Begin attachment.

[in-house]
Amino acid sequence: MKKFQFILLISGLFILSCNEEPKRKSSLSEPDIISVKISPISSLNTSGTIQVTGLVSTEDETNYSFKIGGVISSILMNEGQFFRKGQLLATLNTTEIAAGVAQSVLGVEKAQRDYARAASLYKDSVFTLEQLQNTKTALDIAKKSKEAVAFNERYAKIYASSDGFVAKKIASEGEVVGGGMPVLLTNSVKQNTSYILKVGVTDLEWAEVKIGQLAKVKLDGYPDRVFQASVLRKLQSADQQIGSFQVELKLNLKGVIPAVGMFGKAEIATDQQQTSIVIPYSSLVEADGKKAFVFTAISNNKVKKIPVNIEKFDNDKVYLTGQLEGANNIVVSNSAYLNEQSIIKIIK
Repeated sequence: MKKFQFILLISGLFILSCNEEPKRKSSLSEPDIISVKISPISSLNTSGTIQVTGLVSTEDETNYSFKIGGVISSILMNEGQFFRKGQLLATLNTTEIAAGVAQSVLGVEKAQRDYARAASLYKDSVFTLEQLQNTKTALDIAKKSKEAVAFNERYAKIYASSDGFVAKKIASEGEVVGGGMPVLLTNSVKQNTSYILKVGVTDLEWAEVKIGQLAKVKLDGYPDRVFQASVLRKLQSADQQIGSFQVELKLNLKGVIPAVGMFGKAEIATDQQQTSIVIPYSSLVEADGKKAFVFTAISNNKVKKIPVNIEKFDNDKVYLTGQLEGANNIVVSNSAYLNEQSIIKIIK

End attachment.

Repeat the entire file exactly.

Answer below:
[in-house]
Amino acid sequence: MKKFQFILLISGLFILSCNEEPKRKSSLSEPDIISVKISPISSLNTSGTIQVTGLVSTEDETNYSFKIGGVISSILMNEGQFFRKGQLLATLNTTEIAAGVAQSVLGVEKAQRDYARAASLYKDSVFTLEQLQNTKTALDIAKKSKEAVAFNERYAKIYASSDGFVAKKIASEGEVVGGGMPVLLTNSVKQNTSYILKVGVTDLEWAEVKIGQLAKVKLDGYPDRVFQASVLRKLQSADQQIGSFQVELKLNLKGVIPAVGMFGKAEIATDQQQTSIVIPYSSLVEADGKKAFVFTAISNNKVKKIPVNIEKFDNDKVYLTGQLEGANNIVVSNSAYLNEQSIIKIIK
Repeated sequence: MKKFQFILLISGLFILSCNEEPKRKSSLSEPDIISVKISPISSLNTSGTIQVTGLVSTEDETNYSFKIGGVISSILMNEGQFFRKGQLLATLNTTEIAAGVAQSVLGVEKAQRDYARAASLYKDSVFTLEQLQNTKTALDIAKKSKEAVAFNERYAKIYASSDGFVAKKIASEGEVVGGGMPVLLTNSVKQNTSYILKVGVTDLEWAEVKIGQLAKVKLDGYPDRVFQASVLRKLQSADQQIGSFQVELKLNLKGVIPAVGMFGKAEIATDQQQTSIVIPYSSLVEADGKKAFVFTAISNNKVKKIPVNIEKFDNDKVYLTGQLEGANNIVVSNSAYLNEQSIIKIIK